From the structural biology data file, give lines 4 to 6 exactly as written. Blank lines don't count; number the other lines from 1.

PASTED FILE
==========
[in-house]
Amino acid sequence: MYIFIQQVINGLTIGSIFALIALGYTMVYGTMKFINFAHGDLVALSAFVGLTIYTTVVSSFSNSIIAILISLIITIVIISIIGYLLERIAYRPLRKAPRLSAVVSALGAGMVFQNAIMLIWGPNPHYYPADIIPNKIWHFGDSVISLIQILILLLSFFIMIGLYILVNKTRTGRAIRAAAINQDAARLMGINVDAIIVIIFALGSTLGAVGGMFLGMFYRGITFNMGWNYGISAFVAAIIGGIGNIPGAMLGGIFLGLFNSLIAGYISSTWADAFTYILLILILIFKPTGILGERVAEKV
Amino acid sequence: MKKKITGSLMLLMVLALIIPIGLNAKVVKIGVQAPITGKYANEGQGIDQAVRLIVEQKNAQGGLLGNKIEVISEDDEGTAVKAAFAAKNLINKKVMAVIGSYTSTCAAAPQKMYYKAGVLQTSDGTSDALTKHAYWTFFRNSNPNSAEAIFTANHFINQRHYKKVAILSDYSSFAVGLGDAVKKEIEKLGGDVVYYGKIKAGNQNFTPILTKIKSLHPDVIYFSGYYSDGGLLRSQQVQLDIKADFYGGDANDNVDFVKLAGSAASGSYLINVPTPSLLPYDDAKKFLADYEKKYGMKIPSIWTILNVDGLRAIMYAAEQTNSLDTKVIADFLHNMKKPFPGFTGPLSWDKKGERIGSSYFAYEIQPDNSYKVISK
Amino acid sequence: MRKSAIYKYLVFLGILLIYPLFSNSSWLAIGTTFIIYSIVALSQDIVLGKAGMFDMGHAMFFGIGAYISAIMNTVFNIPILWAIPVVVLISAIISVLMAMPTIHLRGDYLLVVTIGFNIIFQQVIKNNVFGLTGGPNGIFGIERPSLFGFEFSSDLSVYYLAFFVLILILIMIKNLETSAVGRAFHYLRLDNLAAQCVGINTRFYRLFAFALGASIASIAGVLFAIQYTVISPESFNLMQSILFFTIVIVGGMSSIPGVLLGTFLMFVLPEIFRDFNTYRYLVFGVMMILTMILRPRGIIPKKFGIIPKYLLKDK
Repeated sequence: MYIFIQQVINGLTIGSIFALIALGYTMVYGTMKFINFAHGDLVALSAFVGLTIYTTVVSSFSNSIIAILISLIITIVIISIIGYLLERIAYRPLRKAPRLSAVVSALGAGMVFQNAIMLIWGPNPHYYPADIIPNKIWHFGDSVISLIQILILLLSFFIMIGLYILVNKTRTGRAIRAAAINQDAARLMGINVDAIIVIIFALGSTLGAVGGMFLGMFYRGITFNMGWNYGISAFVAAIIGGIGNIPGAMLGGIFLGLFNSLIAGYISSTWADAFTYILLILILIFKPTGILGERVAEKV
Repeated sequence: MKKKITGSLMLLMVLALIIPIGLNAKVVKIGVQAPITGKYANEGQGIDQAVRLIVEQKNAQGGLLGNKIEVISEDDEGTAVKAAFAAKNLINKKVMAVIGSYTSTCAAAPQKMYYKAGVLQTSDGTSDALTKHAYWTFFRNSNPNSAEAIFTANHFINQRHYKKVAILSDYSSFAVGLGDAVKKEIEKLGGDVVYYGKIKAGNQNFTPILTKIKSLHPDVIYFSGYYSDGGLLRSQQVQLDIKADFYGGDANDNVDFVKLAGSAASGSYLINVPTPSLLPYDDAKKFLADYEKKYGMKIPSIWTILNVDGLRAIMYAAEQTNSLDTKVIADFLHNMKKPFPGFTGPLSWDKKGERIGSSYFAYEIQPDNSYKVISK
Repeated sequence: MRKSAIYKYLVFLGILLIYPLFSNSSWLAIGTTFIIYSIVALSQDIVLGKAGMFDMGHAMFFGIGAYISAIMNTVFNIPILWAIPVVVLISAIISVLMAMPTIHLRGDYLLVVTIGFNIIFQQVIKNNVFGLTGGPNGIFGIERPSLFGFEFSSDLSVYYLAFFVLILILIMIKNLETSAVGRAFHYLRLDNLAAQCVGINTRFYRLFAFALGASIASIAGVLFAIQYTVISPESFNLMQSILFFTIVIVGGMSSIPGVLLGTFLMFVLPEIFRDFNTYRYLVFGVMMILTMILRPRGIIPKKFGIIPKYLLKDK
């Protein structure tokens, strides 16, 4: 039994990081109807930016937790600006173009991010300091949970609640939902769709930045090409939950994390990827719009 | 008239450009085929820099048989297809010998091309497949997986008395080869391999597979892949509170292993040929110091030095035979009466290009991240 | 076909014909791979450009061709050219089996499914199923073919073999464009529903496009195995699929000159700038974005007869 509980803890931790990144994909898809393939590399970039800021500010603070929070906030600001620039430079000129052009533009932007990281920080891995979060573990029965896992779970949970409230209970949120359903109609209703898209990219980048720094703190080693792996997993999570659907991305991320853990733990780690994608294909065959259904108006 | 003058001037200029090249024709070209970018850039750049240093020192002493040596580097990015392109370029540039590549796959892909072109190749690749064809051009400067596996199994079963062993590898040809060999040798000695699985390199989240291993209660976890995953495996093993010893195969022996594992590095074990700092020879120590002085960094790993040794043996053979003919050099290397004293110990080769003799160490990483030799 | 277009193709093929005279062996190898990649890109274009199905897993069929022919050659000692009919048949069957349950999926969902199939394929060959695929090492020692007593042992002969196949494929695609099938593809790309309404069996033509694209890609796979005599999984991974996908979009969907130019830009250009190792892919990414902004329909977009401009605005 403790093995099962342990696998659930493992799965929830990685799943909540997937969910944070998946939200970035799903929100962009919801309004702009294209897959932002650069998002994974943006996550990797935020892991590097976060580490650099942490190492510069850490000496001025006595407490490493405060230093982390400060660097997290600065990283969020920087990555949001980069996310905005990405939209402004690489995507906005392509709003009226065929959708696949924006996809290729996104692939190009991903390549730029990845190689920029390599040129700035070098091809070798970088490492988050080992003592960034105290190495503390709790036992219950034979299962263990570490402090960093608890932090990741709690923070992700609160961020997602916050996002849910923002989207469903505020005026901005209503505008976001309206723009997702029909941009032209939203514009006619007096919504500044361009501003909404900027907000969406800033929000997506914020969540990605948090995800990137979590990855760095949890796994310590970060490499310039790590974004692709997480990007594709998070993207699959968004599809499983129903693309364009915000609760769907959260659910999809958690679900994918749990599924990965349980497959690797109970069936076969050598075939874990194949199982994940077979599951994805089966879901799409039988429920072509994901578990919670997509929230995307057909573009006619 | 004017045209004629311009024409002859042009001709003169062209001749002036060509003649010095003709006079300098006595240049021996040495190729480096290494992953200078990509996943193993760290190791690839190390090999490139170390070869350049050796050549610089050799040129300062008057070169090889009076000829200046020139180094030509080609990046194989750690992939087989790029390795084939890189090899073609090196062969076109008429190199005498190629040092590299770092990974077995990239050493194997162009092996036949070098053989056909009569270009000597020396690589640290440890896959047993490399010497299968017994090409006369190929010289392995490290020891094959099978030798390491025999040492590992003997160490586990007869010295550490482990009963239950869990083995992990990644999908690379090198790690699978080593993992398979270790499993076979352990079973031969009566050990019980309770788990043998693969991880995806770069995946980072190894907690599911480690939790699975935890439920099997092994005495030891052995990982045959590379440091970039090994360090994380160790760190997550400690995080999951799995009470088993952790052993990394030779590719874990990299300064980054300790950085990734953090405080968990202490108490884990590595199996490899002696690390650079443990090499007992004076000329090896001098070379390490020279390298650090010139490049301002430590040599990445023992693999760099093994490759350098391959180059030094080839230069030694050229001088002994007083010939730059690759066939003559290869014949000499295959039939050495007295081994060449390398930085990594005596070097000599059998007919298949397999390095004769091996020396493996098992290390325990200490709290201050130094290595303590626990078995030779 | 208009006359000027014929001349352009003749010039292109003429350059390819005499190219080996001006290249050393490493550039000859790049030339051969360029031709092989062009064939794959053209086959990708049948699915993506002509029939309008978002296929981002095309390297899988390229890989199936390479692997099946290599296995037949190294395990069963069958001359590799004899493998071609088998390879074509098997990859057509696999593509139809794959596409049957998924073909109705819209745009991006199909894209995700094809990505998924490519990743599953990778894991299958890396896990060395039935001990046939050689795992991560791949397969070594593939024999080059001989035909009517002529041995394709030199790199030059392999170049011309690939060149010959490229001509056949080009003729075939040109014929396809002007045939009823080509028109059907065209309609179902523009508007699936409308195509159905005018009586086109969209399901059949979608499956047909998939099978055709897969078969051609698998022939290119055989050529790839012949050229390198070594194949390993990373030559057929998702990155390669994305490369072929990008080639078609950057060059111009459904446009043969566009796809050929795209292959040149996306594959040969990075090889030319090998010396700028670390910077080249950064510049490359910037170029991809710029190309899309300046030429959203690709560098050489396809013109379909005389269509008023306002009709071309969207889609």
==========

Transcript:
Amino acid sequence: MRKSAIYKYLVFLGILLIYPLFSNSSWLAIGTTFIIYSIVALSQDIVLGKAGMFDMGHAMFFGIGAYISAIMNTVFNIPILWAIPVVVLISAIISVLMAMPTIHLRGDYLLVVTIGFNIIFQQVIKNNVFGLTGGPNGIFGIERPSLFGFEFSSDLSVYYLAFFVLILILIMIKNLETSAVGRAFHYLRLDNLAAQCVGINTRFYRLFAFALGASIASIAGVLFAIQYTVISPESFNLMQSILFFTIVIVGGMSSIPGVLLGTFLMFVLPEIFRDFNTYRYLVFGVMMILTMILRPRGIIPKKFGIIPKYLLKDK
Repeated sequence: MYIFIQQVINGLTIGSIFALIALGYTMVYGTMKFINFAHGDLVALSAFVGLTIYTTVVSSFSNSIIAILISLIITIVIISIIGYLLERIAYRPLRKAPRLSAVVSALGAGMVFQNAIMLIWGPNPHYYPADIIPNKIWHFGDSVISLIQILILLLSFFIMIGLYILVNKTRTGRAIRAAAINQDAARLMGINVDAIIVIIFALGSTLGAVGGMFLGMFYRGITFNMGWNYGISAFVAAIIGGIGNIPGAMLGGIFLGLFNSLIAGYISSTWADAFTYILLILILIFKPTGILGERVAEKV
Repeated sequence: MKKKITGSLMLLMVLALIIPIGLNAKVVKIGVQAPITGKYANEGQGIDQAVRLIVEQKNAQGGLLGNKIEVISEDDEGTAVKAAFAAKNLINKKVMAVIGSYTSTCAAAPQKMYYKAGVLQTSDGTSDALTKHAYWTFFRNSNPNSAEAIFTANHFINQRHYKKVAILSDYSSFAVGLGDAVKKEIEKLGGDVVYYGKIKAGNQNFTPILTKIKSLHPDVIYFSGYYSDGGLLRSQQVQLDIKADFYGGDANDNVDFVKLAGSAASGSYLINVPTPSLLPYDDAKKFLADYEKKYGMKIPSIWTILNVDGLRAIMYAAEQTNSLDTKVIADFLHNMKKPFPGFTGPLSWDKKGERIGSSYFAYEIQPDNSYKVISK